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What the CO2 Shortage Means for Beer, Hard Seltzer and Other Drinks

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Over the summer of 2022, Night Shift, a large Massachusetts brewery, shocked drinkers and the larger craft beer industry when it abruptly announced that it would cease brewing at its flagship location and begin using a contract partner to fulfill orders.

There were several reasons for the change, including the lingering effects of Covid-19 on the marketplace and a can shortage. But chief among the issues was losing access to a supply of carbon dioxide (CO2), a gas critical for beer production.

“Last week, we learned that our CO2 supply has been cut for the foreseeable future, possibly more than a year until we get more,” the brewery wrote in an Instagram post. “Breweries depend on CO2 to make beer, so this was pretty awful news to get. Seems like this will be an issue that impacts a lot of local breweries, so we’re probably one of many breweries facing this new threat to our business.”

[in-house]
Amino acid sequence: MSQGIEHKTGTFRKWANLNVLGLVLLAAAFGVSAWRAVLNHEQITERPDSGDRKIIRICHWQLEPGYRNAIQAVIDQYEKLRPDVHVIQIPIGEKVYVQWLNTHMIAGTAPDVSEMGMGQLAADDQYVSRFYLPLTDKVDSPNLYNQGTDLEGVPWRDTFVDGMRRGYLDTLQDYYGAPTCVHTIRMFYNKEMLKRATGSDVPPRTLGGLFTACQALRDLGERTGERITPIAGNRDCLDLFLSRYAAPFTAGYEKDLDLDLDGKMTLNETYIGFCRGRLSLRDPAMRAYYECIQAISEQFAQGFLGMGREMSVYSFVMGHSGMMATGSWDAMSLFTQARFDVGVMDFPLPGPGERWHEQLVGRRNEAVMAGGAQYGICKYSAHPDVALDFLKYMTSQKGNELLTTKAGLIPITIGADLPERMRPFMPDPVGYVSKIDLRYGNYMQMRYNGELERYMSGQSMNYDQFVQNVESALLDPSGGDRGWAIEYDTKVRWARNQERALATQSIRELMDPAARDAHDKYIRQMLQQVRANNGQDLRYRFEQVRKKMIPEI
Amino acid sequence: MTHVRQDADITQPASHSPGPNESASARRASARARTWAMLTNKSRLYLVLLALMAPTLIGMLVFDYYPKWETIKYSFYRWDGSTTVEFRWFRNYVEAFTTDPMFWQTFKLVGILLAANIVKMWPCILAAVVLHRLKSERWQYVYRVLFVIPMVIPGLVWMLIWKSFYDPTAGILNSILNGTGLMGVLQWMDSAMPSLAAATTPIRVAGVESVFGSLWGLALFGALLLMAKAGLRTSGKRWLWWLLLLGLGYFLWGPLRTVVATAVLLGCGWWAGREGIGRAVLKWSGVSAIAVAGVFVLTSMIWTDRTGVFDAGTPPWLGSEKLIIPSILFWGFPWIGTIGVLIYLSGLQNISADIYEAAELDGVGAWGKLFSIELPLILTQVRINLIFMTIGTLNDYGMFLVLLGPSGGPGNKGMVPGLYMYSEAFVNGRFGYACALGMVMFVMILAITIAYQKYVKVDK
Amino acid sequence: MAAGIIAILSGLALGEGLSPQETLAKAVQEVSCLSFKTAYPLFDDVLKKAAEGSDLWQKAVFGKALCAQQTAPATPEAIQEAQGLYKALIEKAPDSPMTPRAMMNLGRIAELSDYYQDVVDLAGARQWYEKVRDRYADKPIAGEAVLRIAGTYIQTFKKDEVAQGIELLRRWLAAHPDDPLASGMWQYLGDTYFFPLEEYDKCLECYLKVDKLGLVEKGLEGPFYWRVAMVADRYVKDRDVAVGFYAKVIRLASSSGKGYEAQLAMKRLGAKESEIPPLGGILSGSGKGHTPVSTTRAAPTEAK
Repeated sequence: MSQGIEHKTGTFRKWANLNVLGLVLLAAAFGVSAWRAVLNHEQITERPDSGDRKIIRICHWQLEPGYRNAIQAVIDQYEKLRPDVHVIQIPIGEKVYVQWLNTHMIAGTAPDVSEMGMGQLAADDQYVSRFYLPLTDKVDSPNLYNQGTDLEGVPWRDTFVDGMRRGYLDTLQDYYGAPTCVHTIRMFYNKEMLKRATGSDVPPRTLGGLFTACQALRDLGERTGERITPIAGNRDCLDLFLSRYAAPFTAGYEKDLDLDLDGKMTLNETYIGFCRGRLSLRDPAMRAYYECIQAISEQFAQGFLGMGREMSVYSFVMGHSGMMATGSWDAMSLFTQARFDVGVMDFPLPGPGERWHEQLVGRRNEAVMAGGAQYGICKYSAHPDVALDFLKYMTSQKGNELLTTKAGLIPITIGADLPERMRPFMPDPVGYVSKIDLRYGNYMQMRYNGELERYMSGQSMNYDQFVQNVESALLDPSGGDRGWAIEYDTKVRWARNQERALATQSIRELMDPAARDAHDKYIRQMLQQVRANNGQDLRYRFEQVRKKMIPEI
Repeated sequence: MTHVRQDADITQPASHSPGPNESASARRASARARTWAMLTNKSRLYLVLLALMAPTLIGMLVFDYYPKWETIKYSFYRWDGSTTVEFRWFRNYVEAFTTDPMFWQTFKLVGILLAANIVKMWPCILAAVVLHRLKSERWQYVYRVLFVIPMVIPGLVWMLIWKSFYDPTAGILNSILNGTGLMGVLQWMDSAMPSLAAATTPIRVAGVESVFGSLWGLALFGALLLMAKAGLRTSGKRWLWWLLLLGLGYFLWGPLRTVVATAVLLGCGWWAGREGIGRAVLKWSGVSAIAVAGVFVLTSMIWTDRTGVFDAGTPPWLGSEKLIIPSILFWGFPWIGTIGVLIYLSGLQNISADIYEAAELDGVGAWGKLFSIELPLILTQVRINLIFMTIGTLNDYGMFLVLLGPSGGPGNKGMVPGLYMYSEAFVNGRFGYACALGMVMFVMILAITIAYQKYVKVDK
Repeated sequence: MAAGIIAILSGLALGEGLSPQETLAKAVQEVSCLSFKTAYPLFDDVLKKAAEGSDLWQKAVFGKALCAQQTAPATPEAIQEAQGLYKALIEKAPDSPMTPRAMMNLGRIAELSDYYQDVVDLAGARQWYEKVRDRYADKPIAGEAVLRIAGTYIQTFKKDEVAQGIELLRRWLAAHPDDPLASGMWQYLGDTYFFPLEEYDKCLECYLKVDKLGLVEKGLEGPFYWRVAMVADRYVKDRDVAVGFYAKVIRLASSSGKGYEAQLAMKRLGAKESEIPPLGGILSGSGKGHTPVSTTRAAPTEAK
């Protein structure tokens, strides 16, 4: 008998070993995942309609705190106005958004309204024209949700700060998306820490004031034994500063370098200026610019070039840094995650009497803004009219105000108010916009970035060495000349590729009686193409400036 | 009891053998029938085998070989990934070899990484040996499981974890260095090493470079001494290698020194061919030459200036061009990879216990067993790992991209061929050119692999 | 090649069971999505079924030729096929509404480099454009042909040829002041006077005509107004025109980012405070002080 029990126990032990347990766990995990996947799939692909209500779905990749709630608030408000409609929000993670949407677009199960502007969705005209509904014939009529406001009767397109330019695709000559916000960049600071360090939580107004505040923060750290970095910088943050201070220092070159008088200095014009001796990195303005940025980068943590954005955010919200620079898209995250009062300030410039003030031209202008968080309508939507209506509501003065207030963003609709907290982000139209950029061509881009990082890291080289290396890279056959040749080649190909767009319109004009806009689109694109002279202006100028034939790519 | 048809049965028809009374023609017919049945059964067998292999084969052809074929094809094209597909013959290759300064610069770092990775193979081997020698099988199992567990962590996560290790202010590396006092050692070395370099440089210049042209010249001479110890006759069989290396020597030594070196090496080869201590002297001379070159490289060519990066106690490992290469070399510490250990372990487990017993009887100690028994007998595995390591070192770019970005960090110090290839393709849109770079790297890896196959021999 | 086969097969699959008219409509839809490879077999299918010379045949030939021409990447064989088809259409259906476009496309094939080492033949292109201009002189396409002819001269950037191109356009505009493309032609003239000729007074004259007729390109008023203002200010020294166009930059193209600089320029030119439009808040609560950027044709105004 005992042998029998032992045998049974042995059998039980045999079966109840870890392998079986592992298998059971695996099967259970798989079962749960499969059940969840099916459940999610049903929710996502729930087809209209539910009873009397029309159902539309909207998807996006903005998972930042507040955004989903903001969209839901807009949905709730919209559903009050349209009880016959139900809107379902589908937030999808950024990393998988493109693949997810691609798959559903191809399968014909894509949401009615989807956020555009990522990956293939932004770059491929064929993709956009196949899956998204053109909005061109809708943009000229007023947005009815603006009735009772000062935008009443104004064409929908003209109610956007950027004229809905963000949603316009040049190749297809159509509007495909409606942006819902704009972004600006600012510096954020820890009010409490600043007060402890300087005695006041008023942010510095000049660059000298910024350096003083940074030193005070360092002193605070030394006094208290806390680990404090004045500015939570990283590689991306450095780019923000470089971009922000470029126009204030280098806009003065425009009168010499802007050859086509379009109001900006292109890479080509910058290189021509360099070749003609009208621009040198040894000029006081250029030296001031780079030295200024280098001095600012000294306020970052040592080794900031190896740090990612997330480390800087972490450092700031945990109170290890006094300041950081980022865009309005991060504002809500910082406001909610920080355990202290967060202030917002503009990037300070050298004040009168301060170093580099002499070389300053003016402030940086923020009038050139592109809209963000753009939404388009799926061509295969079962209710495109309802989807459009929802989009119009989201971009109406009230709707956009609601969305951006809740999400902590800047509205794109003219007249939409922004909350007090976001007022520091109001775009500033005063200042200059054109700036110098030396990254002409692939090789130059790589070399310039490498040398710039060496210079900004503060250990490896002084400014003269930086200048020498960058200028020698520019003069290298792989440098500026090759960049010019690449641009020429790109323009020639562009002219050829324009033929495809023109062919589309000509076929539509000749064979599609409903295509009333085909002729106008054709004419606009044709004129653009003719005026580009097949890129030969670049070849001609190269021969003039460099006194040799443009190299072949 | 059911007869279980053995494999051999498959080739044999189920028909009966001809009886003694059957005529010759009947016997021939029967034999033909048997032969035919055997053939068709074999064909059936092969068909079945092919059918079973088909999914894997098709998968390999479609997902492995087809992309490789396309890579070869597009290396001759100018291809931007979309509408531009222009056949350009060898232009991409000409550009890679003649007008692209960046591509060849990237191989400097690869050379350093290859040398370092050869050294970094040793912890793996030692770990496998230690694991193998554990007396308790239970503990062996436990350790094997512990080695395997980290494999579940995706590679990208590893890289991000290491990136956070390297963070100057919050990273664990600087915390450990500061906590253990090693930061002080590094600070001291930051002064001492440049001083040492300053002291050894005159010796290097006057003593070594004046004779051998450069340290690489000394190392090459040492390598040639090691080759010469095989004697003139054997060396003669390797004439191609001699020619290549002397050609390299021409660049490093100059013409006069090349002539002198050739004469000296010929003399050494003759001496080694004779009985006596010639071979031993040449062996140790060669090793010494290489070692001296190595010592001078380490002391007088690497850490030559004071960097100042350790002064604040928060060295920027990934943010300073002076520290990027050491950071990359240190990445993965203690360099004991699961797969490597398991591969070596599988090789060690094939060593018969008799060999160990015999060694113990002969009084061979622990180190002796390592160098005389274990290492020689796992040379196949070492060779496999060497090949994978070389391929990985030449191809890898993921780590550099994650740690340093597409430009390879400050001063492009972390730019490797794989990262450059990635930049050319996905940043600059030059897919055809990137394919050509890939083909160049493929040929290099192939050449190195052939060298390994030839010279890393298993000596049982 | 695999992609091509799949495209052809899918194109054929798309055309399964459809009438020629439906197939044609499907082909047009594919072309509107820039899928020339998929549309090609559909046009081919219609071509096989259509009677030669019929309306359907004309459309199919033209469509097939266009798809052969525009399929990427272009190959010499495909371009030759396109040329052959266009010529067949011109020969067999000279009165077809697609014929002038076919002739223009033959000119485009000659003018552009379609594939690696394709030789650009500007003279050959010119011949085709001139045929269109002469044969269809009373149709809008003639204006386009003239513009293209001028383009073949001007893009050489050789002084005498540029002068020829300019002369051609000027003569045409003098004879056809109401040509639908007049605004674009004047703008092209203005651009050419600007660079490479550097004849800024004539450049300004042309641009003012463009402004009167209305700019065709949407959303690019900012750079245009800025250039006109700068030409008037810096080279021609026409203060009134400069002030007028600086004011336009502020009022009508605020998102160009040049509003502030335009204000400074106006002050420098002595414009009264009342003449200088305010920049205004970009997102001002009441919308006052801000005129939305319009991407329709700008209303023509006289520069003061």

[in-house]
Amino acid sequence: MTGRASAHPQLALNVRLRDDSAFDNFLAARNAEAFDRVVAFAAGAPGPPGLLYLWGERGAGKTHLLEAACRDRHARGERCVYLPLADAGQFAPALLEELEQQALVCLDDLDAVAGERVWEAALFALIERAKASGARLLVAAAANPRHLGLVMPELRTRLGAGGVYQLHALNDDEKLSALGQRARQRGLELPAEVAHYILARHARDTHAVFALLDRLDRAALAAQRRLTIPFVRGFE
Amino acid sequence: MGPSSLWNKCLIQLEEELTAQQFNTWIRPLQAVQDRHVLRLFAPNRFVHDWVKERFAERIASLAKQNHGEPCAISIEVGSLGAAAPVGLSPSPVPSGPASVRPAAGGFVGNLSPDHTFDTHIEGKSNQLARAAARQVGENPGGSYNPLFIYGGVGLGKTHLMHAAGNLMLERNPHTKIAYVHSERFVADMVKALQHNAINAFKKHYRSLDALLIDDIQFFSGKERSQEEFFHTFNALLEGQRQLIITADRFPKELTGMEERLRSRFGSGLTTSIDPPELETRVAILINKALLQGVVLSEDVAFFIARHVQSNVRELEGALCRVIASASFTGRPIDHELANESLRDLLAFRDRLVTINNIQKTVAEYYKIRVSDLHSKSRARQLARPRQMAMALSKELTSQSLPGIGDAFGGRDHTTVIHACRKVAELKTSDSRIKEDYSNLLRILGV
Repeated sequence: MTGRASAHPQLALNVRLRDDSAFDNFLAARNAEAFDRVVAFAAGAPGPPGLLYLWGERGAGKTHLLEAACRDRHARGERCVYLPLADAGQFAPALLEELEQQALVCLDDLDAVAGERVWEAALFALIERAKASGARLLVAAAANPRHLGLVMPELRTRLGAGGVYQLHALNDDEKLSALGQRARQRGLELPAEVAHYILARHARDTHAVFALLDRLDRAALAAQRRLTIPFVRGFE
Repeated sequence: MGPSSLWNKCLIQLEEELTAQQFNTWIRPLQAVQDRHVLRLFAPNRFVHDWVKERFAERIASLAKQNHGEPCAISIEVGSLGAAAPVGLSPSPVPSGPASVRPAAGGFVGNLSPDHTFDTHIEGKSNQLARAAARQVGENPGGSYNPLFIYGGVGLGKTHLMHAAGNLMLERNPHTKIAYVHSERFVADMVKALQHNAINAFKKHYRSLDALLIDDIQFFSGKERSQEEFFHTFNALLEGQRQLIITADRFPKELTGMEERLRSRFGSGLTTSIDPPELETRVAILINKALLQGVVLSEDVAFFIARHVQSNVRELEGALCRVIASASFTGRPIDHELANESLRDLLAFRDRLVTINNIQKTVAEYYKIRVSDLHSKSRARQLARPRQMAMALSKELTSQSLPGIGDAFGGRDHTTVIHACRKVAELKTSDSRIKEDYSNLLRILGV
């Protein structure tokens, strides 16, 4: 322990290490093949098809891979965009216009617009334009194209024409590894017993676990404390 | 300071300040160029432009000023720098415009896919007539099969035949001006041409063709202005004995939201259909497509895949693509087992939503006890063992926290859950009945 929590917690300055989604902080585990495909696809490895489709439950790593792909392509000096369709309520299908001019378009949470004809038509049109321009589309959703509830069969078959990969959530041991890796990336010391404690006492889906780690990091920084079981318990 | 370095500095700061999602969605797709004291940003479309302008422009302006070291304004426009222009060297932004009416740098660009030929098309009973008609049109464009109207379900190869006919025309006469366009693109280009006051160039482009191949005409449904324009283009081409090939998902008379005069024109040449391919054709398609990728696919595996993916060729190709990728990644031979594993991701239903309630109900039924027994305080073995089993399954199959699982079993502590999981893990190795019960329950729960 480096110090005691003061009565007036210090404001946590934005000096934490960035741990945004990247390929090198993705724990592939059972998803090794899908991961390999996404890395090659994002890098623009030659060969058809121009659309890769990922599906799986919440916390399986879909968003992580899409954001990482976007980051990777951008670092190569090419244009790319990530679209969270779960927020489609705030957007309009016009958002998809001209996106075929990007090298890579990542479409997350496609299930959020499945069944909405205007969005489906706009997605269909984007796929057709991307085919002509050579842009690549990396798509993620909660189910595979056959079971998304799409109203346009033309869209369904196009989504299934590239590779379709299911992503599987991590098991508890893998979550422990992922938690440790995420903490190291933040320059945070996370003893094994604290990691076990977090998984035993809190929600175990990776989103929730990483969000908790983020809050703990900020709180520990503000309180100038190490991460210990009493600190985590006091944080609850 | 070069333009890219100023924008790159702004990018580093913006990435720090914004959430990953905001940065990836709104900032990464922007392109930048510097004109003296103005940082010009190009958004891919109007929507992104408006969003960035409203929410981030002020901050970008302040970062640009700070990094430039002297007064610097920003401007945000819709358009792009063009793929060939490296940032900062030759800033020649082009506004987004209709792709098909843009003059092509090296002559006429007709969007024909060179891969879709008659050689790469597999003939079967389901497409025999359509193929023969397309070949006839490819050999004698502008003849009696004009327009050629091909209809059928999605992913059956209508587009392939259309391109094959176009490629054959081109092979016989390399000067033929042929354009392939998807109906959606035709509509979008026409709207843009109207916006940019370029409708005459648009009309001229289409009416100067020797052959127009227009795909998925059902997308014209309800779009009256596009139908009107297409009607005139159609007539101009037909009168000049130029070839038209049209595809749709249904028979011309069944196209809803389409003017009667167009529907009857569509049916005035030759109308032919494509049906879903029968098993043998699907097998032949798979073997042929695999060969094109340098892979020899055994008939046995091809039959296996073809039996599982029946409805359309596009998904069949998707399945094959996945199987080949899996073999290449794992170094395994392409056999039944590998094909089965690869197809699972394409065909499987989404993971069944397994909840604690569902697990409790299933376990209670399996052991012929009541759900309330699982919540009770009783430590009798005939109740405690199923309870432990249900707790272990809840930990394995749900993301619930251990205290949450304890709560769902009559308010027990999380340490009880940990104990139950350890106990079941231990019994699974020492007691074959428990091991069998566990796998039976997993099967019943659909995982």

That statement has rung true for a growing number of the country’s more than 9,000 breweries as well as other beverage companies, including, wine, hard seltzer and ready-to-drink (RTD) producers, which rely on copious amounts of CO2 to get products to the market.

“​If breweries cannot get beverage-grade CO2 for brewery use, the brewery may need to cease production,” says Keith Lemcke, an instructor and marketing manager at the Siebel Institute of Technology in Chicago.

Why Is There a CO2 Shortage?

The CO2 shortage can be traced back to supply issues that began near the start of the Covid-19 pandemic, coupled with an increased need for the gas across multiple industries like cannabis and vaccines, according to Amy George, president of Earthly Labs, a company that helps businesses capture and utilize CO2.

In the beverage space alone, increased production of relatively new categories like hard seltzer and ready-to-drink cocktails have added to the squeeze.

Monitors of the industry, like George, say there is not much relief in sight.

Why Is CO2 So Important?

It is an important component in beer “from a stylistic standpoint,” says Lemcke. In the finished product it is most apparent in the form of carbonation. The prickly bubbles that arrive on the tongue are the result of CO2 being forced into liquid.

While carbonation is a natural byproduct of fermentation, it rarely creates the robust level that drinkers are accustomed to for lagers, ales, flavored hard seltzers and Champagne.

The gas is also critically important in beverage manufacturing, as it keeps oxygen out of the process, which can introduce off flavors, especially to beer.